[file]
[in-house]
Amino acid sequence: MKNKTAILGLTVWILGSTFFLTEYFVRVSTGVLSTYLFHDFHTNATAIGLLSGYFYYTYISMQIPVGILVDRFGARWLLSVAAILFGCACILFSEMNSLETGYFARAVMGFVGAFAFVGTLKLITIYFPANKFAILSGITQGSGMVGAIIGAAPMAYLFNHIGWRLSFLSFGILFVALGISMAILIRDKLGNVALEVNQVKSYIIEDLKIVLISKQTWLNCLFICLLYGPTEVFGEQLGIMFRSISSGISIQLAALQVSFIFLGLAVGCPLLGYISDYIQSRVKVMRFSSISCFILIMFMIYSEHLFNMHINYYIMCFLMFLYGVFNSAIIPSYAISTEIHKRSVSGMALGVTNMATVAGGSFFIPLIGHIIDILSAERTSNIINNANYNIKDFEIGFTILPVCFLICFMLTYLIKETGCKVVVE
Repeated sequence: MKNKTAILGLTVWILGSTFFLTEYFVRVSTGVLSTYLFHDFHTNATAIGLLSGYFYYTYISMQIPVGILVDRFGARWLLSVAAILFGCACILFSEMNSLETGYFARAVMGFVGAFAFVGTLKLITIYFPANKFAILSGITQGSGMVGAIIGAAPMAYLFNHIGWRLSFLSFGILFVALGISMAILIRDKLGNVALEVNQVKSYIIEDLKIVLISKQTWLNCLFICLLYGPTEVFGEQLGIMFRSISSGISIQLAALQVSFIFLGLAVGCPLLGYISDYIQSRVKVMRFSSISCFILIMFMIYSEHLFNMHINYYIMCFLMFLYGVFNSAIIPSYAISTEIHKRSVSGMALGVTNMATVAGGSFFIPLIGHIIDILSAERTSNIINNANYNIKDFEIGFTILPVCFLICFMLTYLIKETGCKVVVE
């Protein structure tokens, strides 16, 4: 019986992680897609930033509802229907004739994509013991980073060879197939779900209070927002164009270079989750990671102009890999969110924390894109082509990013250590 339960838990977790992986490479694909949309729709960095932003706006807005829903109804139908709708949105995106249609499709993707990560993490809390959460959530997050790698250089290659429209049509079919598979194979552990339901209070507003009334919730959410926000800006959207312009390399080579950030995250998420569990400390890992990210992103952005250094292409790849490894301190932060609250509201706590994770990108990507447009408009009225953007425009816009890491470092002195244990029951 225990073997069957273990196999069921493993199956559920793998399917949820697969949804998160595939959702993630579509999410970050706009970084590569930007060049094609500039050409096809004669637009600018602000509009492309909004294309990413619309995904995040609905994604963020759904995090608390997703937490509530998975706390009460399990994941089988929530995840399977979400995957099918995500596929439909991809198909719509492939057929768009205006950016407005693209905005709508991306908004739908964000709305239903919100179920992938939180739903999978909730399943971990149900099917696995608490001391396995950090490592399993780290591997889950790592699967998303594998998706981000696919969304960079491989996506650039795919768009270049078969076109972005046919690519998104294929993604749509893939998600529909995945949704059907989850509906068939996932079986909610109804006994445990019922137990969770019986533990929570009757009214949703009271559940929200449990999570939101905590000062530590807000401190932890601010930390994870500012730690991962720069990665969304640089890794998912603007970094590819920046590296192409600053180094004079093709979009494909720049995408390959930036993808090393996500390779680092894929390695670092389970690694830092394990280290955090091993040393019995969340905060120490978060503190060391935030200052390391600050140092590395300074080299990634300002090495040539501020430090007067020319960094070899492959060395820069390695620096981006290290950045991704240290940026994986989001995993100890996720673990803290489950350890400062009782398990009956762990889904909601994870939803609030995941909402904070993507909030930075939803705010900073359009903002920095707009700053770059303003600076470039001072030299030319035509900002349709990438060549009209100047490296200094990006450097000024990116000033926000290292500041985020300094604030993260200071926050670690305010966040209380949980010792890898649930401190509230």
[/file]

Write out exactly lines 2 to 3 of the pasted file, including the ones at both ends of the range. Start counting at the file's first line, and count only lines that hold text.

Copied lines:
Amino acid sequence: MKNKTAILGLTVWILGSTFFLTEYFVRVSTGVLSTYLFHDFHTNATAIGLLSGYFYYTYISMQIPVGILVDRFGARWLLSVAAILFGCACILFSEMNSLETGYFARAVMGFVGAFAFVGTLKLITIYFPANKFAILSGITQGSGMVGAIIGAAPMAYLFNHIGWRLSFLSFGILFVALGISMAILIRDKLGNVALEVNQVKSYIIEDLKIVLISKQTWLNCLFICLLYGPTEVFGEQLGIMFRSISSGISIQLAALQVSFIFLGLAVGCPLLGYISDYIQSRVKVMRFSSISCFILIMFMIYSEHLFNMHINYYIMCFLMFLYGVFNSAIIPSYAISTEIHKRSVSGMALGVTNMATVAGGSFFIPLIGHIIDILSAERTSNIINNANYNIKDFEIGFTILPVCFLICFMLTYLIKETGCKVVVE
Repeated sequence: MKNKTAILGLTVWILGSTFFLTEYFVRVSTGVLSTYLFHDFHTNATAIGLLSGYFYYTYISMQIPVGILVDRFGARWLLSVAAILFGCACILFSEMNSLETGYFARAVMGFVGAFAFVGTLKLITIYFPANKFAILSGITQGSGMVGAIIGAAPMAYLFNHIGWRLSFLSFGILFVALGISMAILIRDKLGNVALEVNQVKSYIIEDLKIVLISKQTWLNCLFICLLYGPTEVFGEQLGIMFRSISSGISIQLAALQVSFIFLGLAVGCPLLGYISDYIQSRVKVMRFSSISCFILIMFMIYSEHLFNMHINYYIMCFLMFLYGVFNSAIIPSYAISTEIHKRSVSGMALGVTNMATVAGGSFFIPLIGHIIDILSAERTSNIINNANYNIKDFEIGFTILPVCFLICFMLTYLIKETGCKVVVE